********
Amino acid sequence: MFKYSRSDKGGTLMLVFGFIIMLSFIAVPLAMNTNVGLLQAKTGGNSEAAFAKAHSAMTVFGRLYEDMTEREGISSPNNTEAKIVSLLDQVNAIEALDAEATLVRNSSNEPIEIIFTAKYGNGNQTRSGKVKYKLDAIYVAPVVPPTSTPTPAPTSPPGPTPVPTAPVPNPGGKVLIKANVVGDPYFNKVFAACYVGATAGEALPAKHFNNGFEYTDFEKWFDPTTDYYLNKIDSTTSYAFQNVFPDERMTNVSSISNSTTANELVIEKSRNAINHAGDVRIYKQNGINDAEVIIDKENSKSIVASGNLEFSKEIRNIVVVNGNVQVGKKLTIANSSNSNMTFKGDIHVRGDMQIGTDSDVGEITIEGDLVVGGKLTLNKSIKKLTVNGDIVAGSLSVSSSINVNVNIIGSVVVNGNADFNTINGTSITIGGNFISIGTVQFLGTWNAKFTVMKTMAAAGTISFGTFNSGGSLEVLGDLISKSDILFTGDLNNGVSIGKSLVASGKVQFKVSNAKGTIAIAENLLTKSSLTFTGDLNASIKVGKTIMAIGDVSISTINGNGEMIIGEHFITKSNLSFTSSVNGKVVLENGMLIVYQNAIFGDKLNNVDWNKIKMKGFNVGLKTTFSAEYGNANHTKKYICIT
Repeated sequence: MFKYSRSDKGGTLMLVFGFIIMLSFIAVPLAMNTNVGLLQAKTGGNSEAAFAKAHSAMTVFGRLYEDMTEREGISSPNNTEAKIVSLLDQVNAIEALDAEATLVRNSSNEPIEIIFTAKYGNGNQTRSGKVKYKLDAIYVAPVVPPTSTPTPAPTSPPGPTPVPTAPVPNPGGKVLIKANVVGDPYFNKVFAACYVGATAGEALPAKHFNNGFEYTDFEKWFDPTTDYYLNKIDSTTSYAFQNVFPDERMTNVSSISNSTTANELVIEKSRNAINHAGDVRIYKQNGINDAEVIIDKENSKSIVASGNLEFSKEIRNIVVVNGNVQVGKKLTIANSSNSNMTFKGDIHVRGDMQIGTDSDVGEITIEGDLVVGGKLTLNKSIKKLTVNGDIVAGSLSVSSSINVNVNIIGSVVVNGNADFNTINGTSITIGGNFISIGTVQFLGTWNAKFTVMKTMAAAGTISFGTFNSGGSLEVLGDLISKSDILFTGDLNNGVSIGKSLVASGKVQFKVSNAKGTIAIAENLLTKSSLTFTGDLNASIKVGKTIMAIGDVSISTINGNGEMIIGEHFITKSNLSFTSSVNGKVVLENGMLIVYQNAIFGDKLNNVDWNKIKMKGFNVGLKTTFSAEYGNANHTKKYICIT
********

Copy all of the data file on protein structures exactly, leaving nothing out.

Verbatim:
Amino acid sequence: MFKYSRSDKGGTLMLVFGFIIMLSFIAVPLAMNTNVGLLQAKTGGNSEAAFAKAHSAMTVFGRLYEDMTEREGISSPNNTEAKIVSLLDQVNAIEALDAEATLVRNSSNEPIEIIFTAKYGNGNQTRSGKVKYKLDAIYVAPVVPPTSTPTPAPTSPPGPTPVPTAPVPNPGGKVLIKANVVGDPYFNKVFAACYVGATAGEALPAKHFNNGFEYTDFEKWFDPTTDYYLNKIDSTTSYAFQNVFPDERMTNVSSISNSTTANELVIEKSRNAINHAGDVRIYKQNGINDAEVIIDKENSKSIVASGNLEFSKEIRNIVVVNGNVQVGKKLTIANSSNSNMTFKGDIHVRGDMQIGTDSDVGEITIEGDLVVGGKLTLNKSIKKLTVNGDIVAGSLSVSSSINVNVNIIGSVVVNGNADFNTINGTSITIGGNFISIGTVQFLGTWNAKFTVMKTMAAAGTISFGTFNSGGSLEVLGDLISKSDILFTGDLNNGVSIGKSLVASGKVQFKVSNAKGTIAIAENLLTKSSLTFTGDLNASIKVGKTIMAIGDVSISTINGNGEMIIGEHFITKSNLSFTSSVNGKVVLENGMLIVYQNAIFGDKLNNVDWNKIKMKGFNVGLKTTFSAEYGNANHTKKYICIT
Repeated sequence: MFKYSRSDKGGTLMLVFGFIIMLSFIAVPLAMNTNVGLLQAKTGGNSEAAFAKAHSAMTVFGRLYEDMTEREGISSPNNTEAKIVSLLDQVNAIEALDAEATLVRNSSNEPIEIIFTAKYGNGNQTRSGKVKYKLDAIYVAPVVPPTSTPTPAPTSPPGPTPVPTAPVPNPGGKVLIKANVVGDPYFNKVFAACYVGATAGEALPAKHFNNGFEYTDFEKWFDPTTDYYLNKIDSTTSYAFQNVFPDERMTNVSSISNSTTANELVIEKSRNAINHAGDVRIYKQNGINDAEVIIDKENSKSIVASGNLEFSKEIRNIVVVNGNVQVGKKLTIANSSNSNMTFKGDIHVRGDMQIGTDSDVGEITIEGDLVVGGKLTLNKSIKKLTVNGDIVAGSLSVSSSINVNVNIIGSVVVNGNADFNTINGTSITIGGNFISIGTVQFLGTWNAKFTVMKTMAAAGTISFGTFNSGGSLEVLGDLISKSDILFTGDLNNGVSIGKSLVASGKVQFKVSNAKGTIAIAENLLTKSSLTFTGDLNASIKVGKTIMAIGDVSISTINGNGEMIIGEHFITKSNLSFTSSVNGKVVLENGMLIVYQNAIFGDKLNNVDWNKIKMKGFNVGLKTTFSAEYGNANHTKKYICIT